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A challenging future

A Challenging Future

Fr Michael Lewis SJ, JESAM President, congratulates AJAN but warns that tough times lie ahead as funds decline for the struggle against AIDS, which remains a deadly force in sub-Saharan Africa.

A ten-year anniversary is not one usually celebrated with great pomp and circumstance but then AJAN is no ordinary institution, still less one given to pomp and circumstance. For AJAN this anniversary is a time to give thanks and evaluate what has been achieved. It is clear that the Network has attained a number of remarkable objectives, most of which are due to the indefatigable enthusiasm and courage of the two coordinators, Frs Michael Czerny and Paterne Mombé, and their helpers. I can’t emphasise enough how much we have been helped by the generosity of our overseas donors and brother Jesuits. We have much to be grateful for.

I remember a friend of mine, who would subsequently die of AIDS, pointing out the issue of Time magazine, published in 1982, which alerted the world to the appearance of this disease that had started to be diagnosed in the US. Thirty years on, we have come a long way in our understanding of the pandemic, but over 30 million people have died of AIDS, millions of children have been orphaned and ignorance and prejudice continue to cause great suffering.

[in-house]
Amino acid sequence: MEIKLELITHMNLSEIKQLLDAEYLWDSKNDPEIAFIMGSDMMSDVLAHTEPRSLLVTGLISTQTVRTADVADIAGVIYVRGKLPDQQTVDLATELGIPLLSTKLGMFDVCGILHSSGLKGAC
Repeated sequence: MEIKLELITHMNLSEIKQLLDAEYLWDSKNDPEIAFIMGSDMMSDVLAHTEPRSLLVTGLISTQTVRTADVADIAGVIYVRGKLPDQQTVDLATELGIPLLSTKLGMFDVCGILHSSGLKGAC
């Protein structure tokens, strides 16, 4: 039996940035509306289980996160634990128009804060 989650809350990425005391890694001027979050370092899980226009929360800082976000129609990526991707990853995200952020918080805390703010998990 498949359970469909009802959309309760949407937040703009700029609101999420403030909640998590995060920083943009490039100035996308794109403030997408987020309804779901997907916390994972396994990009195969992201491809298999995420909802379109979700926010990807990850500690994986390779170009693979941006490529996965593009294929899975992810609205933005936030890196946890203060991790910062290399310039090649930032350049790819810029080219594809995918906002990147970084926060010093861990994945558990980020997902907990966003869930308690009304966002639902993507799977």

AJAN came onto the scene some 20 years after AIDS was first diagnosed and has done magnificent work. First of all, Fr Czerny showed JESAM how important it was that this apostolate becomes a work of the whole body of Jesuits in Africa and Madagascar. And so it was. AJAN started by raising awareness among Jesuits themselves and went on to encourage the establishment of centres and programmes for HIV education and AIDS care in Jesuit provinces throughout the continent. As a network, AJAN kept up the communication between these works and channelled funds and other means to support them.

The next decade poses fresh and difficult challenges. The general perception is that HIV/AIDS is now a controllable chronic condition easily treatable with modern ARV drugs. While this may be the case in developed countries, it is not so in Africa and Madagascar, where Jesuits and their co-workers help poor and struggling people who often don’t have the necessary medication due to bad management and, sometimes, sheer corruption. AJAN is faced with the challenge of continuing to support these ministries and of keeping awareness of the pandemic alive in the consciousness of developed countries so that the people of Africa will not die needlessly. We are all aware of the disastrous state of many national economies and this of course impacts negatively on the resources of AJAN.

On behalf of JESAM, I congratulate all involved in the work of AJAN over the last 10 years, thank God for what has been achieved and offer our encouragement and prayers that the next decade will be as fruitful as the last, even if it will be much more difficult given the prevailing global climate.